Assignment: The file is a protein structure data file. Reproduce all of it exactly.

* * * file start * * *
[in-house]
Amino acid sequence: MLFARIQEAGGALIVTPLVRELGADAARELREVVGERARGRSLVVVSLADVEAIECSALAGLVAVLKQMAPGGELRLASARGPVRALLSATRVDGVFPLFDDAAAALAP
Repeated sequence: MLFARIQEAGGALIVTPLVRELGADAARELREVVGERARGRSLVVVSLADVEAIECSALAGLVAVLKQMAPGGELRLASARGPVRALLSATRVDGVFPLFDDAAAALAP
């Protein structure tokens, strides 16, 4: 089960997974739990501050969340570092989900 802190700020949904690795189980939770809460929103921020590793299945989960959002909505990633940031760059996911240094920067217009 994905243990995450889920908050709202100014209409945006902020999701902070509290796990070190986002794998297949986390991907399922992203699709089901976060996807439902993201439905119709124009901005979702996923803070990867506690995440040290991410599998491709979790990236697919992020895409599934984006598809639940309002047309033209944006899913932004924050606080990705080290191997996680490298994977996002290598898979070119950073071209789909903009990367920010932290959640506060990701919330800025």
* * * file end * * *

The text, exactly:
[in-house]
Amino acid sequence: MLFARIQEAGGALIVTPLVRELGADAARELREVVGERARGRSLVVVSLADVEAIECSALAGLVAVLKQMAPGGELRLASARGPVRALLSATRVDGVFPLFDDAAAALAP
Repeated sequence: MLFARIQEAGGALIVTPLVRELGADAARELREVVGERARGRSLVVVSLADVEAIECSALAGLVAVLKQMAPGGELRLASARGPVRALLSATRVDGVFPLFDDAAAALAP
């Protein structure tokens, strides 16, 4: 089960997974739990501050969340570092989900 802190700020949904690795189980939770809460929103921020590793299945989960959002909505990633940031760059996911240094920067217009 994905243990995450889920908050709202100014209409945006902020999701902070509290796990070190986002794998297949986390991907399922992203699709089901976060996807439902993201439905119709124009901005979702996923803070990867506690995440040290991410599998491709979790990236697919992020895409599934984006598809639940309002047309033209944006899913932004924050606080990705080290191997996680490298994977996002290598898979070119950073071209789909903009990367920010932290959640506060990701919330800025």